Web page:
I ran into a sticky situation with an editor a few months back over writing revisions for a freelance magazine assignment. I’d written a short travel piece featuring three different locations, and received approval for the text. The art director wasn’t able to secure a free photograph of one of them, however, and I got a call asking for a new item to replace what I’d written.
As a businessperson, crafting something completely new goes beyond the definition of “writing revisions.” So, I asked the editor if there was budget to compensate for what I considered to be work and time beyond the original scope. The magazine had selected the locations, and the lack of a free photo was beyond my control—and it was their choice, not mine, to not want to pay for one.
That’s not the way she saw it. She maintained that this was simply one of the revisions that was indeed covered under our agreement: requesting “additional information.” It quickly became evident that we’d need to agree to disagree; I completed the task without further discussion. I’d had a solid, several-year relationship with the magazine, and it was only about 200 words. A good faith gesture. They’d generally been pretty low maintenance, as far as the revisions required for other writing I’d done for them.
But I have to admit, this decision stuck in my craw. It wasn’t how I would have handled the same situation with a freelance writer back in my days as an editor. In the back of my head, I thought maybe they’d throw in a few extra bucks when they paid my invoice. (No such luck.)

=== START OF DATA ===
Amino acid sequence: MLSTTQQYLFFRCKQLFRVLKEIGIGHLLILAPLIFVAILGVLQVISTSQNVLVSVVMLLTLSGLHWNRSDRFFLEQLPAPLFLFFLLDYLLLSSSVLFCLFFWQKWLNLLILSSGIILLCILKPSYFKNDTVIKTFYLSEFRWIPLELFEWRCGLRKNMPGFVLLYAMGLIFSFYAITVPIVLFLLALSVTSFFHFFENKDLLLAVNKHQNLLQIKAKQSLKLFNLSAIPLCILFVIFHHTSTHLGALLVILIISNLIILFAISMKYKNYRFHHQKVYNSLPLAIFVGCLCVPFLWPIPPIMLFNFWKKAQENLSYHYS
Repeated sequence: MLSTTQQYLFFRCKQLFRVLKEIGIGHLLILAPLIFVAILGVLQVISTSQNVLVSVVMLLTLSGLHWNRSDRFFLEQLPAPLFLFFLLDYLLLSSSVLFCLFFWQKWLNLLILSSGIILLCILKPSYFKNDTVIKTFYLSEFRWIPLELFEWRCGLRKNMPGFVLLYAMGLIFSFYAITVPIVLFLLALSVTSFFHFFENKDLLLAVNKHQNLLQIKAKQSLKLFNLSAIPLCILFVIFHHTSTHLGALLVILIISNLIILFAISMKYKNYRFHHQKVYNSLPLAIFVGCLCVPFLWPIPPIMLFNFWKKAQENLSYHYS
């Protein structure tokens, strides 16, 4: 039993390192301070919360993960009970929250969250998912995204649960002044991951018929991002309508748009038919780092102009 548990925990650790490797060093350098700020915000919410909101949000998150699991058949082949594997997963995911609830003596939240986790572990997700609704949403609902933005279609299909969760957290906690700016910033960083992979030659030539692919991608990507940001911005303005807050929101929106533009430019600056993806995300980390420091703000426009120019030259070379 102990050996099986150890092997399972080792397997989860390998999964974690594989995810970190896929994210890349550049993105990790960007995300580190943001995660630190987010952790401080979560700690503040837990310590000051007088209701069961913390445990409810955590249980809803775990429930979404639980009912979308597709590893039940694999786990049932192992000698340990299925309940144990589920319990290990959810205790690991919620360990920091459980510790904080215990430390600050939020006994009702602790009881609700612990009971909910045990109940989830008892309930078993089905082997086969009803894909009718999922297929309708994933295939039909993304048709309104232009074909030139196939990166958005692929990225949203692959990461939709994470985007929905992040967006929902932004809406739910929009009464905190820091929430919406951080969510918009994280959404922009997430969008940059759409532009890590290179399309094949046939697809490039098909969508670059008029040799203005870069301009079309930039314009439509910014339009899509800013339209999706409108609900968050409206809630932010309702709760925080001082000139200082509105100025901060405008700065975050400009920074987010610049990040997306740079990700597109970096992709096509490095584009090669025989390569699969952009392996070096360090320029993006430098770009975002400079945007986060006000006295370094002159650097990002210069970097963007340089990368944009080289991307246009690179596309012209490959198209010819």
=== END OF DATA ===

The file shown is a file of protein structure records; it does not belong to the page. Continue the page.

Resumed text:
I haven’t done any work for that magazine since, and I’m OK with that. As it happens, I came across a terrific post from Derek Halpern the other day that applied to my plight: “Use This Technique To Make A Bad Situation Better FAST.” At the risk of spoiling Derek’s punchline, the key is to understand what good can be found out of a bad situation. In my case, I can name a couple of items:
- Their pay was at the low end of my range, so the financial impact was minimal.
- The assignments usually required finding the interview resources, which was time consuming.
It’s almost always a bummer to lose business. When you’re in conflict with an editor or a client, whether over writing revisions or another issue, it may not be business worth keeping.
A hardliner might say I gave in too easily on negotiating, or should simply have said, “No more pay, no more writing.” Others might argue that the editor was in the right, and I shouldn’t have asked for additional compensation. After weighing the pros and cons, writing the small item seemed like the right thing to do. I believe I took the high road. That said, I’m confident that my future time is better spent working with clients whose business principles align with my own.
In the comments: Have you ever had a client ask for something that crossed the line from writing revisions into 7 deadly sins of scope creep? How did you handle it?
Photo courtesy of nkzs.